Note: Local checks can be cashed best at the banking institution that issued them, and cheques payable at par can be cashed in any department. The majority of cheques are payable using a central banking instrument.

Where on the cheque is the cheque number positioned?

The requirements for a cheque are always the same for all banks. The first 6 digits are cheque numbers, and the next 9 are MICR codes.

Note: It makes no difference if you have an account with the Punjab National Bank, ICICI, UCO, OBC, BOB, union, Canara, Yes, Dena, etc. the process remains the same.

Features of a Cheque

Cheques have a variety of properties, including:

  1. 1. Elements of writing: You need to write a cheque. The words alone do not represent any cheques.
  2. 2. Conditionless: The cheques are not requests; they are an order to pay. The request must be granted without conditions.
  3. 3. A banker must write the cheque: Typically, a specific banker draws it. A cheque may be drawn from a bank where the drawer has an account, a savings account, or a current account.
  4. The document must be dated and signed using the drawer: A cheque must be signed through the specific drawer to be valid. 
  5. A specific amount written on the cheque needs to be paid: The cheque must specify that only a specific amount is to be paid. If the cheque has any interest in doing anything but paying cash, it cannot be a cheque.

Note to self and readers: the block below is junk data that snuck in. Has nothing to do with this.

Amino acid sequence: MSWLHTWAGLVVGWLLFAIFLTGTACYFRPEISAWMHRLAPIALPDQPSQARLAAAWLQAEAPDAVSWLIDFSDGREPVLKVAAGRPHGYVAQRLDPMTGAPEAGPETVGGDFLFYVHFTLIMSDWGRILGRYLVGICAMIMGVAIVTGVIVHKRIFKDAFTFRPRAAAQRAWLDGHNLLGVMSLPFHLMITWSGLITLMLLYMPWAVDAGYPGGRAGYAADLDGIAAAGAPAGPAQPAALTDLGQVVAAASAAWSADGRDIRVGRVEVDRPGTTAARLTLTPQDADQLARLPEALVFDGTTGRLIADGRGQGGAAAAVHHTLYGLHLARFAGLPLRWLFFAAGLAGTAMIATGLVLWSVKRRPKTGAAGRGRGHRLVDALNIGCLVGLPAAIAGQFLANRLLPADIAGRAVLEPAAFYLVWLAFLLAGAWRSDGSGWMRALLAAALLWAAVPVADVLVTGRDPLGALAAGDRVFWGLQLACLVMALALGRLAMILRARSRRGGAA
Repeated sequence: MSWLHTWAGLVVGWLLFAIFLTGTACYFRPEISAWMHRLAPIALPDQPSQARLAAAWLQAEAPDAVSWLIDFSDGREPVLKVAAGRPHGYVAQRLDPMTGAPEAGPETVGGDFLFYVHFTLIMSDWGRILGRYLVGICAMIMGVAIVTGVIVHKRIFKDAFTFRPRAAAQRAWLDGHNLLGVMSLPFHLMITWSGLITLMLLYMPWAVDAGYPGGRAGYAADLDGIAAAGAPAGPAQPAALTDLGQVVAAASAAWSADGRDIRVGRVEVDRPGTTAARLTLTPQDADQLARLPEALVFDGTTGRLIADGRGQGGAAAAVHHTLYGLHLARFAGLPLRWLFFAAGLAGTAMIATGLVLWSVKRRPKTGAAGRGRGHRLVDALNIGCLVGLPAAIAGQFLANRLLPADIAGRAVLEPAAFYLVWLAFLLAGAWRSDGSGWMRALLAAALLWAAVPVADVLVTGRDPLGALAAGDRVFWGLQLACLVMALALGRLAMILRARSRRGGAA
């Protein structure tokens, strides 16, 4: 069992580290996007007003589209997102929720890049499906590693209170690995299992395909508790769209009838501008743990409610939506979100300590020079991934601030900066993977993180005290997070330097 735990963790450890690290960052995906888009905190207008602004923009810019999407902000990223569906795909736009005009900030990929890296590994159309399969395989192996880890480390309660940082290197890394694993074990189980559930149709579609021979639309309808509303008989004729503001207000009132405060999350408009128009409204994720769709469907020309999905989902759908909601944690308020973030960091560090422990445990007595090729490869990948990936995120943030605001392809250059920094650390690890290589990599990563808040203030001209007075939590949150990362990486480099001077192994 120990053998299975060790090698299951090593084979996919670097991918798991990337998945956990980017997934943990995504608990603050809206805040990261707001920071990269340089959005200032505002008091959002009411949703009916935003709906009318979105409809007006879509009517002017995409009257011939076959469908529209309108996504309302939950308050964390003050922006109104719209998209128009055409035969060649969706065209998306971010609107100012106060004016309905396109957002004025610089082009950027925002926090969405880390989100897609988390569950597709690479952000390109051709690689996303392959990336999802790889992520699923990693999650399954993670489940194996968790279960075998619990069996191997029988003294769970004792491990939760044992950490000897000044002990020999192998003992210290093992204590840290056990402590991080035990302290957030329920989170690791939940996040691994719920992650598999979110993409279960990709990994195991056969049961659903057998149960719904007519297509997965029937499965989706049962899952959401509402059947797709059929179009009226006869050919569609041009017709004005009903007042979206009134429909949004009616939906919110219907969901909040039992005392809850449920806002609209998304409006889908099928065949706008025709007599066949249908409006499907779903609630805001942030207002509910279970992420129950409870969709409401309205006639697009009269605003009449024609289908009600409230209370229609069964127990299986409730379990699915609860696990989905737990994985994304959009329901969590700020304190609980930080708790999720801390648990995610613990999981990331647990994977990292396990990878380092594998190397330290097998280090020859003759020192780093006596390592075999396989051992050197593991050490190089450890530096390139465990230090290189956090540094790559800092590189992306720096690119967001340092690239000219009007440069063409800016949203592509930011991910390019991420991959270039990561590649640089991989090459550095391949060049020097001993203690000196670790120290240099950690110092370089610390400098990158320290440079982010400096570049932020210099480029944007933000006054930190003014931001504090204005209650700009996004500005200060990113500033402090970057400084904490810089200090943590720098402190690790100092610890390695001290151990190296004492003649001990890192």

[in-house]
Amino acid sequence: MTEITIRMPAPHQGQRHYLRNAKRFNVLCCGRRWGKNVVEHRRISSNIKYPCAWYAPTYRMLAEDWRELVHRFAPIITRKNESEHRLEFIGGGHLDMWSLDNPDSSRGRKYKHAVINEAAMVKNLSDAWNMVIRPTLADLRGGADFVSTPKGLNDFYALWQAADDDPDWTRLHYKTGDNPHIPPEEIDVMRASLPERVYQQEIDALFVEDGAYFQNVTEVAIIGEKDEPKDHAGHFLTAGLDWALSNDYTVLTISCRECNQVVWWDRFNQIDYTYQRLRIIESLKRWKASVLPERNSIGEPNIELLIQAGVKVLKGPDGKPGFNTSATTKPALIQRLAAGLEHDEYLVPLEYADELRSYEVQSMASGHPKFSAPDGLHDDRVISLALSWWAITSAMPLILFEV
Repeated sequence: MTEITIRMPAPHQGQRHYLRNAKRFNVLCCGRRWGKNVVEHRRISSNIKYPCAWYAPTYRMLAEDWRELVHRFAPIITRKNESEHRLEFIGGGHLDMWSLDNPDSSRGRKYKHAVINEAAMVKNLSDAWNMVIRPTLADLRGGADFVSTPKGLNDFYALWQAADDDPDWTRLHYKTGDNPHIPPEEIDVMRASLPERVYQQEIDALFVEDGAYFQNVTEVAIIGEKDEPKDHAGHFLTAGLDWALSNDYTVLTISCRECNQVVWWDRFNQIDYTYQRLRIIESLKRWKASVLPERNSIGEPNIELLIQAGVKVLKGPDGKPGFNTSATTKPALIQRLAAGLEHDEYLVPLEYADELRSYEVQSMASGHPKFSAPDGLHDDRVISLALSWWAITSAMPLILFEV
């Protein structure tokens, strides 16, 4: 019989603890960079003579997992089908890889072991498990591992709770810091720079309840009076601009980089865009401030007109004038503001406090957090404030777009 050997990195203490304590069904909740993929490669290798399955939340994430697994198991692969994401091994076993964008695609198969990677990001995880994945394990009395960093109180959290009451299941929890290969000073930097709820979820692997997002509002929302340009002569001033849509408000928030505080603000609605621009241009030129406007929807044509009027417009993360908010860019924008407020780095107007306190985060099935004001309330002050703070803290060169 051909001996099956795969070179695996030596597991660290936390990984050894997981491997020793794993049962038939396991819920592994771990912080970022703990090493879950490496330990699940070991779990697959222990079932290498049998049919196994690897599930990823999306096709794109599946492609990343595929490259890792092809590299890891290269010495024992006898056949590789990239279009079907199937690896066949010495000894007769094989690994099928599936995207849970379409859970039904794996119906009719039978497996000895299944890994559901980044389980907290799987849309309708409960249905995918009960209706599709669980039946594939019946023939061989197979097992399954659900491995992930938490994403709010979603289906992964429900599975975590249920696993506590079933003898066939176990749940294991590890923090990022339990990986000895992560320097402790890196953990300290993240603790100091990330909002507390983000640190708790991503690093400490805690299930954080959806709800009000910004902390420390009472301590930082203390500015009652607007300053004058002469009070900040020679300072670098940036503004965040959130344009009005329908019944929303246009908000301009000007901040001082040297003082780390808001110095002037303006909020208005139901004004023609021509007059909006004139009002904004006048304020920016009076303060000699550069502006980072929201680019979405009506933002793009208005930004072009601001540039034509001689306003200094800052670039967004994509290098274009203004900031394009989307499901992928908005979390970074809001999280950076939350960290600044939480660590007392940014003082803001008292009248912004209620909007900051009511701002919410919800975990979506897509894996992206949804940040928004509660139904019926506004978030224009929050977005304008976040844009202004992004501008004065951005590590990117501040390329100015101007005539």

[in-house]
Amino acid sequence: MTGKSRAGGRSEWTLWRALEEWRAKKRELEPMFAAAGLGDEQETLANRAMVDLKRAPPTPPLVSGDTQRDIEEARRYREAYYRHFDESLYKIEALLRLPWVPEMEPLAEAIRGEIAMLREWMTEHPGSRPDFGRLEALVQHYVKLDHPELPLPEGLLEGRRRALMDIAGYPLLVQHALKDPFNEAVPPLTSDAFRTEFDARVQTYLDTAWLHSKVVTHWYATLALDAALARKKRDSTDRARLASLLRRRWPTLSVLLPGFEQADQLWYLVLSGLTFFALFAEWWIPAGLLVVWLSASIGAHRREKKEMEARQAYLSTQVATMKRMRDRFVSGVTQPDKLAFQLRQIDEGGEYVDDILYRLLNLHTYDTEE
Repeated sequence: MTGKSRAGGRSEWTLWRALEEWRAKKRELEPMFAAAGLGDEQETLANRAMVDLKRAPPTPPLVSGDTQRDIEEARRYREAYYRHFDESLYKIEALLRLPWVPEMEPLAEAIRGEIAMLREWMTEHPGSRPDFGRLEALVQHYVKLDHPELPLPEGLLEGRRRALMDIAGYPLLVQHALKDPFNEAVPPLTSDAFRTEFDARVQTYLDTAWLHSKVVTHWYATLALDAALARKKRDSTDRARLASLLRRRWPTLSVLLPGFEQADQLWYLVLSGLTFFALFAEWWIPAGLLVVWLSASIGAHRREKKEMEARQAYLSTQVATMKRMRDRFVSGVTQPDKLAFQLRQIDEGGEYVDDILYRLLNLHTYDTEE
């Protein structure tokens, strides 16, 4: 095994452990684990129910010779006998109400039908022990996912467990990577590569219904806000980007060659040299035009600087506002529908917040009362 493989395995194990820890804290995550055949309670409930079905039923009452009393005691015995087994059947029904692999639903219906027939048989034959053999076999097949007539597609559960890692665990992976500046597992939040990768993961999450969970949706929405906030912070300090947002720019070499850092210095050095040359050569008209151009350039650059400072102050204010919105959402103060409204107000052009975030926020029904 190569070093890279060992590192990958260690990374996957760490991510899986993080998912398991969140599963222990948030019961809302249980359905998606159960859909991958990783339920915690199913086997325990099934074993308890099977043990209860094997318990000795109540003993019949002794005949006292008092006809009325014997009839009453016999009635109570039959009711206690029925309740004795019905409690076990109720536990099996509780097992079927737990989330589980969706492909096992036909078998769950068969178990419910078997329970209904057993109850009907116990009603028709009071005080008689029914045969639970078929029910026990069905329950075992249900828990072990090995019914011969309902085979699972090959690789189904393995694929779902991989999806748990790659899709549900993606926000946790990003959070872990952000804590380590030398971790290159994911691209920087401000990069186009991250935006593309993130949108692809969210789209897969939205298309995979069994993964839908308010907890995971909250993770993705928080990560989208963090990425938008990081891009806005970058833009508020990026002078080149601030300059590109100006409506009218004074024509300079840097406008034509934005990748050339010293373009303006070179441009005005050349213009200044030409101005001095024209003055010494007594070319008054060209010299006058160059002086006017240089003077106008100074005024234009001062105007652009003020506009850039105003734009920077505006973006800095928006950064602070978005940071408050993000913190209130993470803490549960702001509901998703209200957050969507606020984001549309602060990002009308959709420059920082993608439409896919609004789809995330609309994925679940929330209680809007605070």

6. Predictable timing: Cheques are generally valid for 6 months from the date printed on them. A stale cheque is what it is known as after that. A check that has been submitted or antedated is legitimate. In each situation, the date on the cheque is used as the start of the check’s validity.
  7. It is payable on demand: It is payable on demand: Although the terms “on-demand” or similar phrases shouldn’t be used, a check must pay a specific amount of money when called upon.
  8. 8. The drawer themselves can be the ones to get the check: Cheques may be payable to the drawer themselves. In contrast to an invoice or a pro-note, it may be payable to the bearer on demand.

Types of Cheques

  • Self-Cheques

A cheque drawn in the drawer’s name, making the payer and the drawer the same person, is referred to as a self-cheque.

On the cheque, the term “self” would be used in place of the drawee’s name. It may only be cashed in the drawer’s bank.

A self-cheque should be used if you need to withdraw money from your account. 

  • Blank Cheque